So how do we solve this? Well, I've pulled on my Mistress gear and grabbed my ruler. We're going to have a lesson today on blurbs and synopsis. You, my darling, are going to learn the difference.

Blurb! *Strikes ruler against her desk with a loud crack* Think the back of a book for those lucky enough to be published in print. This is the hook, line, and sinker to get a reader to open your book. The cover makes them pick it up, the blurb makes them open it. Now, some rules about blurbs:

Do NOT give away the ending of the story.


Do NOT give away the resolution for the story's conflict.


Do describe the conflict, but in a way that doesn't feel like a lecture.


Keep your blurbs simple. If I want the entire book, I'll read the damn thing.

Synopsis! *Glares at classroom, hand on hip* A synopsis is a description of the major plot points in the story. These are never to go in the public eye. They are made of secret and should only be seen by yourself and the editor you are submitting to. Synopsis are difficult to write as an author is often torn between the dilemma of too much and too little. Here are some rules:

NEVER post your synopsis anywhere (blog, group, website, etc). Especially if the book isn't published yet. That's asking someone to plagiarize.


Do NOT give minute details. A synopsis should contain only the major points of the story.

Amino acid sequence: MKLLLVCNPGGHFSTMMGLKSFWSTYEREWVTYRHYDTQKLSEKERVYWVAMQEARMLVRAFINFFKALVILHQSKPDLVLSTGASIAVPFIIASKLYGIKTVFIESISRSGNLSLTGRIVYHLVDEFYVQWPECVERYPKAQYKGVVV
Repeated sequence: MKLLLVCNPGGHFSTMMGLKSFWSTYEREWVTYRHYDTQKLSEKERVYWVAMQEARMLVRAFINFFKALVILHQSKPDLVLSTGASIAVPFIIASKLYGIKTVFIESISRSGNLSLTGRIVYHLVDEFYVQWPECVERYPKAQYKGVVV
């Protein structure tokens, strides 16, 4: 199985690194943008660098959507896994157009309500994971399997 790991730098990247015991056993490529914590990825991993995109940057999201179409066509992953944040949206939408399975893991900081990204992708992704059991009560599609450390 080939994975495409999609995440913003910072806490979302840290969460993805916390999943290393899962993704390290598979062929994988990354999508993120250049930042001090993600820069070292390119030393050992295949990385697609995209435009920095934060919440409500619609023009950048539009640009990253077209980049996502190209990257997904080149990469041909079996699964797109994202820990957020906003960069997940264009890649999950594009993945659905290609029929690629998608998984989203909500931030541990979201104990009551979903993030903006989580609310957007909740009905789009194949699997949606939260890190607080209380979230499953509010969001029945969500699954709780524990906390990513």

Do NOT end your synopsis with a cliff hanger sentence. A synopsis is suppose to tell us the resolution and end of the story.

Do NOT let a synopsis frighten you.

For most publishing companies, a blurb goes in the body of your query letter. The synopsis is often a separate document. Always check the guidelines of the publisher you are preparing to submit to and see what they want.

That concludes our lesson for today. You are released. ~ D. F. Krieger

Monday, April 2, 2012

Must Read Monday: Afterburn

Here is one of the books I had the pleasure of editing!

Only 2.99! Click to buy!

Their love burns hot, but will it stay fueled?

Crystal is an enlisted mechanic with a tragic past. Grant is an officer and a pilot with a broken heart. When faced with a difficult decision, will Crystal choose wisely or lose the best thing that ever happened to her?
The love between them burns hot, but their relationship won't stay fueled if they can't beat the obstacles that stand in their way. Besides breaking the fraternization rules, Grant and Crystal have the difference of race between them…but can they prove to the rest of the world, and to each other, that love is color blind?

Afterburn is about overcoming one's past, not judging others, learning to forgive, and what it's like to be a woman in a "man's world."


Afterburn was a wonderful read that addressed several issues. Some of the issues were ones I was blind to until recently. When I read this manuscript I thought, Oh, this level of racism doesn't still happen. Then I started seeing it around me. 2012 and we're still pointing fingers at mixed couples. It's shameful.

One of the other issues that the couple faces in this military romance is sexual harassment. I really love how the author handled the situation and the emotions. I love the conflict that arises and how it is resolved. What I love most, though, is how the conflict wakes another character up in the story. Stories that make people quit being sheeple are awesome!

This book wasn't about sex, despite the fact sex is in it. It's about real people facing real issues that modern society can't get a grip on. This makes Afterburn a MUST READ! ~ D. F. Krieger